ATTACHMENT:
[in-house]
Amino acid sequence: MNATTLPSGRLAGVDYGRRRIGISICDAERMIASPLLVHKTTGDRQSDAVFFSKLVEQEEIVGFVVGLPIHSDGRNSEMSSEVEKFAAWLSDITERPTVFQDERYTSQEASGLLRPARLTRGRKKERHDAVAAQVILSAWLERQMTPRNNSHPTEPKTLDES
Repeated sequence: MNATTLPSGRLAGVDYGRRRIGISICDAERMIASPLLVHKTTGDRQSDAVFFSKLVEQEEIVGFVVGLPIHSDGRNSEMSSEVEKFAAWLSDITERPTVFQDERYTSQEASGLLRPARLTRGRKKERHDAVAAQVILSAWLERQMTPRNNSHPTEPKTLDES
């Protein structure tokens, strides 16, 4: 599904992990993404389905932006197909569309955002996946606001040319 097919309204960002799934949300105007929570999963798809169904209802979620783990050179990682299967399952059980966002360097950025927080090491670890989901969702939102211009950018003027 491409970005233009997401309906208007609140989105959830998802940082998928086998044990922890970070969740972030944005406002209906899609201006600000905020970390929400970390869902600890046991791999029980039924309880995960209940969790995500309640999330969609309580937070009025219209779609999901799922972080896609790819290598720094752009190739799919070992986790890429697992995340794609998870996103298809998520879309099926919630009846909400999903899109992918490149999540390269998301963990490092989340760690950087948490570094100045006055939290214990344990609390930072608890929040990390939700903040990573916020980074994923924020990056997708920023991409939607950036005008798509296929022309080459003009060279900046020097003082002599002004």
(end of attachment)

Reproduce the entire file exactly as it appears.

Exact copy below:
[in-house]
Amino acid sequence: MNATTLPSGRLAGVDYGRRRIGISICDAERMIASPLLVHKTTGDRQSDAVFFSKLVEQEEIVGFVVGLPIHSDGRNSEMSSEVEKFAAWLSDITERPTVFQDERYTSQEASGLLRPARLTRGRKKERHDAVAAQVILSAWLERQMTPRNNSHPTEPKTLDES
Repeated sequence: MNATTLPSGRLAGVDYGRRRIGISICDAERMIASPLLVHKTTGDRQSDAVFFSKLVEQEEIVGFVVGLPIHSDGRNSEMSSEVEKFAAWLSDITERPTVFQDERYTSQEASGLLRPARLTRGRKKERHDAVAAQVILSAWLERQMTPRNNSHPTEPKTLDES
């Protein structure tokens, strides 16, 4: 599904992990993404389905932006197909569309955002996946606001040319 097919309204960002799934949300105007929570999963798809169904209802979620783990050179990682299967399952059980966002360097950025927080090491670890989901969702939102211009950018003027 491409970005233009997401309906208007609140989105959830998802940082998928086998044990922890970070969740972030944005406002209906899609201006600000905020970390929400970390869902600890046991791999029980039924309880995960209940969790995500309640999330969609309580937070009025219209779609999901799922972080896609790819290598720094752009190739799919070992986790890429697992995340794609998870996103298809998520879309099926919630009846909400999903899109992918490149999540390269998301963990490092989340760690950087948490570094100045006055939290214990344990609390930072608890929040990390939700903040990573916020980074994923924020990056997708920023991409939607950036005008798509296929022309080459003009060279900046020097003082002599002004």